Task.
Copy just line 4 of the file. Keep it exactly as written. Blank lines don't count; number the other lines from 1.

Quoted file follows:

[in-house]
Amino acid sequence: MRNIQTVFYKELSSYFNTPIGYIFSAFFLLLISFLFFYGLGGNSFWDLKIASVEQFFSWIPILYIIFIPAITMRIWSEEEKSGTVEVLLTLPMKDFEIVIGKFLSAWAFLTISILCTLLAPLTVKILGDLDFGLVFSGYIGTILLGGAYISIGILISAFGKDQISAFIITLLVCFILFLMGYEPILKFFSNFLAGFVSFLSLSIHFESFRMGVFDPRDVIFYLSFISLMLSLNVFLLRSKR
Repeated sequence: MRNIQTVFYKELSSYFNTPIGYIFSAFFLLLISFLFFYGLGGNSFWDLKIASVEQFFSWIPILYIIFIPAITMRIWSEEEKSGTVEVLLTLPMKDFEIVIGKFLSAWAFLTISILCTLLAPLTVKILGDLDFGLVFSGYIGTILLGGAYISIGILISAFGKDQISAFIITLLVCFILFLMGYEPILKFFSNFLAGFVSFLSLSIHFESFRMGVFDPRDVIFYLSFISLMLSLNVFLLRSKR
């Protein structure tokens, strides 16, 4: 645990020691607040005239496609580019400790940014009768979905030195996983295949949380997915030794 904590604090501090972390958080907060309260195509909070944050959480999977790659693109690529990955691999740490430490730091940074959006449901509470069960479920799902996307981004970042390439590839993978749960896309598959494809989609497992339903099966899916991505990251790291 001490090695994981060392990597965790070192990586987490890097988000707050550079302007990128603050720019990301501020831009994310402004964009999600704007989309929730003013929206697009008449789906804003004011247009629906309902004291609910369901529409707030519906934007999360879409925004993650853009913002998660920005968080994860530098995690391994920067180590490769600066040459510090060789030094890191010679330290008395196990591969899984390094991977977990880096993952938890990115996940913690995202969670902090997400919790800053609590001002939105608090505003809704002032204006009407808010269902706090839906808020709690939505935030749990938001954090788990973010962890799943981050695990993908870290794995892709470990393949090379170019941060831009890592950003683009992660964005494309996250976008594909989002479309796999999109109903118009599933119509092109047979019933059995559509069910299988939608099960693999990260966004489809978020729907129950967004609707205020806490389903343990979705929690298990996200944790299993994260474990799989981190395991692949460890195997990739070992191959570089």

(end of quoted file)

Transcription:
């Protein structure tokens, strides 16, 4: 645990020691607040005239496609580019400790940014009768979905030195996983295949949380997915030794 904590604090501090972390958080907060309260195509909070944050959480999977790659693109690529990955691999740490430490730091940074959006449901509470069960479920799902996307981004970042390439590839993978749960896309598959494809989609497992339903099966899916991505990251790291 001490090695994981060392990597965790070192990586987490890097988000707050550079302007990128603050720019990301501020831009994310402004964009999600704007989309929730003013929206697009008449789906804003004011247009629906309902004291609910369901529409707030519906934007999360879409925004993650853009913002998660920005968080994860530098995690391994920067180590490769600066040459510090060789030094890191010679330290008395196990591969899984390094991977977990880096993952938890990115996940913690995202969670902090997400919790800053609590001002939105608090505003809704002032204006009407808010269902706090839906808020709690939505935030749990938001954090788990973010962890799943981050695990993908870290794995892709470990393949090379170019941060831009890592950003683009992660964005494309996250976008594909989002479309796999999109109903118009599933119509092109047979019933059995559509069910299988939608099960693999990260966004489809978020729907129950967004609707205020806490389903343990979705929690298990996200944790299993994260474990799989981190395991692949460890195997990739070992191959570089």